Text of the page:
If a board member, the CEO, a special company signer, another deputy for the company, an auditor or lay auditors have been declared bankrupt, and have gotten a trustee according to Chapter 11. § 7 FB or received a business ban, the Swedish Companies Agency shall remove the deputy representative, the auditor or the play chamber auditor from the Swedish Companies Register. With regard to changes in the share capital, a decision to amend the articles of association on the share capital shall be registered at the same time as a decision to increase or decrease the share capital or a decision on the aggregation or division of shares, if any of the decisions are necessary for the share capital or the number of shares to be compatible with the articles of association.
Chapter 28 – Aktiebolaget’s company name
A limited company must use the term “limited company” or the abbreviation “AB” in its company name. As far as private limited companies are concerned, no further designation is required which shows which category it is. The name of a private limited company may not contain the word publicly. A corporation’s letter, invoices, order forms and websites must state the company’s company name, the place where the board has its seat and the company’s organizational number. If the company went into liquidation, this must also be stated. Documents issued for a limited company shall be signed with the company’s company name, unless the company name is otherwise stated.
In the event that a board or other deputy of the company has issued a document without a company signature, those who have signed the document shall be jointly liable for obligations according to the document as if their own debt. However, the above does not apply if it is clear from the contents of the document that it was issued on behalf of the company.
In the same way that a private limited company may not contain the word public, a public limited company may not contain the word private in its company name. The public name of a public limited company shall be followed by the designation (publ), unless the company name of the company indicates that the company is public.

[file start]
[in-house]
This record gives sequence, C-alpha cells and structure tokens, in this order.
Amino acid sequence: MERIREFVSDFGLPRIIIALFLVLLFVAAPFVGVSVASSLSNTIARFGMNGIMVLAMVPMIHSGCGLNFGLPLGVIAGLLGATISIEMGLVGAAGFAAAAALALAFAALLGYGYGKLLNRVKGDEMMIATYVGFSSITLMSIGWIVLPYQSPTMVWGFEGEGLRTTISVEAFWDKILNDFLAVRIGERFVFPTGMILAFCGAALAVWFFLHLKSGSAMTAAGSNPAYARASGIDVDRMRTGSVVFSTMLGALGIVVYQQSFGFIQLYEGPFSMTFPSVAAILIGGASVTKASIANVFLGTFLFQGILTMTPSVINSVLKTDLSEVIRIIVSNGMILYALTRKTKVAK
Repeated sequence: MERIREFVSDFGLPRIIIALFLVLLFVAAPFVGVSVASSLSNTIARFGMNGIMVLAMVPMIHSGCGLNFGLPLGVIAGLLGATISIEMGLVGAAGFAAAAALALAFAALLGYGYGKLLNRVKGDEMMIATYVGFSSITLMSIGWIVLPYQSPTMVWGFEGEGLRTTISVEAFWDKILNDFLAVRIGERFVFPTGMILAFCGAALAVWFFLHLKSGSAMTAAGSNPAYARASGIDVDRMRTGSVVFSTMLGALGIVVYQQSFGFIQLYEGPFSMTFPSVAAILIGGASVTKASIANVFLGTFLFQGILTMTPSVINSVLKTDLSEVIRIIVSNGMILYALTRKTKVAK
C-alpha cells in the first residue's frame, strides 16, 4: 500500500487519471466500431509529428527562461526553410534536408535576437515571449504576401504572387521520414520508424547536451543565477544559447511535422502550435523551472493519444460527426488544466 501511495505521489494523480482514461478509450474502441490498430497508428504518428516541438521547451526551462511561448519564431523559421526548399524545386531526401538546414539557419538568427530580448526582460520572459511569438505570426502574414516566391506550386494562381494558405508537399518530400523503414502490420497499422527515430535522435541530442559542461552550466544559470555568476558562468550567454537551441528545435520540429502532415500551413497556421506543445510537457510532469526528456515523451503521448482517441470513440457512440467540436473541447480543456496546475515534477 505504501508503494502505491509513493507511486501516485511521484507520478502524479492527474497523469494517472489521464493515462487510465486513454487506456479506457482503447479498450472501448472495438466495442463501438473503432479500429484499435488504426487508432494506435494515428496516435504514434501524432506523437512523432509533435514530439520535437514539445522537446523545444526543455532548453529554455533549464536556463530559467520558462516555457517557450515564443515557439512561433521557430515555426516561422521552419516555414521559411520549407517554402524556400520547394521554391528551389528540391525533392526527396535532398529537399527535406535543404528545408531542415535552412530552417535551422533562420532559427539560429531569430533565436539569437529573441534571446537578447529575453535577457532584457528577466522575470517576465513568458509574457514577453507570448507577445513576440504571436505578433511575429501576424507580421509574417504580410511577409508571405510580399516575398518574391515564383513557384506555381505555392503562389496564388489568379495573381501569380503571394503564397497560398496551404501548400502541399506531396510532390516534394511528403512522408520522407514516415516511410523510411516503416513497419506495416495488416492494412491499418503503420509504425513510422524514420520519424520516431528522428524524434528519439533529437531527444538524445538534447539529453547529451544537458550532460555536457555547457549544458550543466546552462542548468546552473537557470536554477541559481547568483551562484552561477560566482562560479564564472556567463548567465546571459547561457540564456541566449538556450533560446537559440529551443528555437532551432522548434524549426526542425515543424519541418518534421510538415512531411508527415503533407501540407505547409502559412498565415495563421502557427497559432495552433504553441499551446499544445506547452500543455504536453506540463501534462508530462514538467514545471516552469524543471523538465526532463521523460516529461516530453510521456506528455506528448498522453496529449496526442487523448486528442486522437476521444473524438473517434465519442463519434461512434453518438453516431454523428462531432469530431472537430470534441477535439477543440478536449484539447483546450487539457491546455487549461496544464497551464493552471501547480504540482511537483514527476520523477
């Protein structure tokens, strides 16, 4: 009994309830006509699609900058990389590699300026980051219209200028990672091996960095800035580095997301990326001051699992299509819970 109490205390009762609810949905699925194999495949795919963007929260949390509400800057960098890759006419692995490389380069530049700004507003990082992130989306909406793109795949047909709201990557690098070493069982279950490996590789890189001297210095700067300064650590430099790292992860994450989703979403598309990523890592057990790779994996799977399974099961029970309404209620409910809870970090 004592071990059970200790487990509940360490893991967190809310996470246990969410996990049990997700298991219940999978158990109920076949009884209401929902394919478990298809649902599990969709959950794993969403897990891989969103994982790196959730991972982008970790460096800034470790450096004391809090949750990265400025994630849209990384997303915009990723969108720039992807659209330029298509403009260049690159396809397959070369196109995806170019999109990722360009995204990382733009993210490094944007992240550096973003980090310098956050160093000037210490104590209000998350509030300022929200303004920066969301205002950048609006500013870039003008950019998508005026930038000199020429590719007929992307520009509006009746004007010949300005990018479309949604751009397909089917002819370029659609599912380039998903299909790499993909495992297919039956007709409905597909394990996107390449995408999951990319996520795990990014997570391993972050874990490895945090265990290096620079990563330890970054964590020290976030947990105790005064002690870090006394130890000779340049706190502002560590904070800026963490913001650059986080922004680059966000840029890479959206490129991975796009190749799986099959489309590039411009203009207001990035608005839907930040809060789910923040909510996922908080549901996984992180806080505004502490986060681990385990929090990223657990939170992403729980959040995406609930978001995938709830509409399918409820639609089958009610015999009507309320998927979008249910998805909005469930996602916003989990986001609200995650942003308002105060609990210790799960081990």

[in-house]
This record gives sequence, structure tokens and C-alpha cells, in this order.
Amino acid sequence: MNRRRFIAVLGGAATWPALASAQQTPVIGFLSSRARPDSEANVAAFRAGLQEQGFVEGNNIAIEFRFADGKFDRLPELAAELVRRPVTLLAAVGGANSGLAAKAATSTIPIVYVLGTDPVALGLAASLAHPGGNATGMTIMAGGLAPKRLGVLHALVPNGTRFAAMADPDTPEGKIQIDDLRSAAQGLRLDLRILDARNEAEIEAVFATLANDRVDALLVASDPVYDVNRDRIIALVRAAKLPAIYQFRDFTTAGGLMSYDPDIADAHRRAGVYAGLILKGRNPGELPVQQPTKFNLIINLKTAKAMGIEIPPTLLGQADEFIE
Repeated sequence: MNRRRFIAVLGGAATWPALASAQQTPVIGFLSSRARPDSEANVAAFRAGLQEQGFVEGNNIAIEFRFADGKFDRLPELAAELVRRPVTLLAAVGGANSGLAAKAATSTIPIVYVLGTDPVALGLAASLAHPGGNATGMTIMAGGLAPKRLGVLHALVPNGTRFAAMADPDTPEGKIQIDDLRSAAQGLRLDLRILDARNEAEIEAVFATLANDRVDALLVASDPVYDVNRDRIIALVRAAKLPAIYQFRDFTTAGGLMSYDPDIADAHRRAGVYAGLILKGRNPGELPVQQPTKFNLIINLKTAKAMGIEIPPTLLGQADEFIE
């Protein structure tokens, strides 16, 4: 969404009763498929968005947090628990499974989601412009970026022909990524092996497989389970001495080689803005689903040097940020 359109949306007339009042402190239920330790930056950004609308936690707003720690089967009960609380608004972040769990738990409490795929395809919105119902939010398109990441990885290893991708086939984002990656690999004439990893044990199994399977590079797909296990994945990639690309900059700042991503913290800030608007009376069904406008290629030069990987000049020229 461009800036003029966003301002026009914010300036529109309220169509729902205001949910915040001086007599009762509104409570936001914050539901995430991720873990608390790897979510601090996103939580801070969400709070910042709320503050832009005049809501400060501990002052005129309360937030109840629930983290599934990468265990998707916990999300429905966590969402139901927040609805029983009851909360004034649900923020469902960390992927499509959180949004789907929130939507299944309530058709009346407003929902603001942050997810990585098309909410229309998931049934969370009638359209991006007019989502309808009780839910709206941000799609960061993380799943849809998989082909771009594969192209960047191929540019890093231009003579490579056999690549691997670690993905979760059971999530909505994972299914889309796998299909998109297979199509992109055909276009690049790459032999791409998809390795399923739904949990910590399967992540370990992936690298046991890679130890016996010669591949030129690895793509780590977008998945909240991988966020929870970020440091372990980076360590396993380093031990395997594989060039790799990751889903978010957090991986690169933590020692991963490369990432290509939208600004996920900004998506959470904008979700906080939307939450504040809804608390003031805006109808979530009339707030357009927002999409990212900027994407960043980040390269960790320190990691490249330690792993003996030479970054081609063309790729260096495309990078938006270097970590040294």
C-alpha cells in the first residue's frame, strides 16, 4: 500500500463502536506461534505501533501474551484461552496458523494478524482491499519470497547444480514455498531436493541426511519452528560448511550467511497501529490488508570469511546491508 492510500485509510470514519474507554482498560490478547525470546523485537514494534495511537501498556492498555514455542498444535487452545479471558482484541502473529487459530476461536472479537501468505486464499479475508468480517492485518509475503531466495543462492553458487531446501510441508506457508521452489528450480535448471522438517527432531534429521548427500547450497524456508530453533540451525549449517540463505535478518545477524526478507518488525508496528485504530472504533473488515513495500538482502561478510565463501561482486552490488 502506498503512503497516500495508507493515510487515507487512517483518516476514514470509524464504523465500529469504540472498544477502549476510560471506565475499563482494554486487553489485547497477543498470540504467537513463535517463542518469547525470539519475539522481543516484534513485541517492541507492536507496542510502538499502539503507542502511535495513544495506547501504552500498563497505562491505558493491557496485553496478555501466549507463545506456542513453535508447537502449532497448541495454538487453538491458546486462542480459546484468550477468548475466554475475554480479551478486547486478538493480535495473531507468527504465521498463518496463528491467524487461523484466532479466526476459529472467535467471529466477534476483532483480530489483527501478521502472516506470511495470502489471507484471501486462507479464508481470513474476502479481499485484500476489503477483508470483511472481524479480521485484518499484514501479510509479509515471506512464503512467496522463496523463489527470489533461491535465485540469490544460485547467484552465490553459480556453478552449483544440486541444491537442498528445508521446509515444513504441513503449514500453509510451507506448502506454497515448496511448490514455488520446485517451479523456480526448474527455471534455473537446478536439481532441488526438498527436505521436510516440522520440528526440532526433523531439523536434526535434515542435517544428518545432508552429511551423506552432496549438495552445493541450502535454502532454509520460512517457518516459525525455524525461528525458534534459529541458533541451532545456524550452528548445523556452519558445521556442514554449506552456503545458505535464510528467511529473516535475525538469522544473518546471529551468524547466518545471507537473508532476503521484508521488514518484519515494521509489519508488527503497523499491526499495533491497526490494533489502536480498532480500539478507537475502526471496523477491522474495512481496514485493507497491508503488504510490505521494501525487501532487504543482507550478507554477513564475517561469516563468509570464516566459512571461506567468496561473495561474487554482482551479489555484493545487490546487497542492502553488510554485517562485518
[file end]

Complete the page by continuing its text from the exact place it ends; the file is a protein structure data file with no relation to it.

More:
Chapter 29 – Damages
A founder, board member or the CEO who intentionally or negligently injures the company within the scope of his or her duties must also compensate for the damage. The same applies when the damage is inflicted on a shareholder or someone else. An auditor, lay auditor or special examiner must also compensate for damage according to the grounds mentioned earlier. The same applies to damage intentionally or through negligence caused by his or her assistants. There are also restrictions on the shareholders’ freedom of action insofar as shareholders can become liable for damages by contributing to a breach of ABL or the Articles of Association and, by extension, willfully or negligently inflict damage on the company. If someone is considered liable for damages as stated above, the damages can be reconciled according to what is reasonable with regard to the nature of the act, the magnitude of the damage and the circumstances in general. If several people are to compensate for the same damage, joint liability is expected.
The claim for damages to the company may be brought, if the majority or a minority, consisting of owners of at least one tenth of all the shares in the company, has assisted at a general meeting a motion to bring an action for damages or, in the case of a board member or the managing director, has voted against a discharge proposal.
Chapter 30 – Penalties and fines
For a fine or imprisonment for a maximum of one year a person can be sentenced who violates Chapter 1. Sections 7 and 8 of the ABL regarding prohibition on the distribution of shares, etc. in private limited companies and anyone who fails to keep a share book or keep a share book available according to ABL. For additional actions that may give rise to criminal liability, we refer to Chapter 30, Section 1, ABL.
The Swedish Agency may also impose a fine on the CEO or a board member if they do not fulfill obligations under ABL or other regulations.
Chapter 31 – Appeal
Decisions by the Swedish Companies Agency can be appealed to either a general administrative court or the district court in the place where the company’s board has its seat. Regarding decisions that can be appealed to a general administrative court, we refer to Chapter 31. 2 § ABL. For decisions that can be appealed to the district court, see Chapter 31. 3 § ABL. Decisions from the Swedish Tax Agency and the Swedish Financial Supervisory Authority can also be appealed. For the first mentioned authority, we refer to the provisions of Chapter 31. 5 and 5a §§ ABL. A decision from the Swedish Financial Supervisory Authority is appealed in accordance with the provisions of Chapter 31. Sections 6 and 7 of the ABL. In an appeal to the Adminstrative Court of Appel, a leave of appeal must be given.
If you have any further questions regarding the Swedish Companies ACT, you are more than welcome to contact us.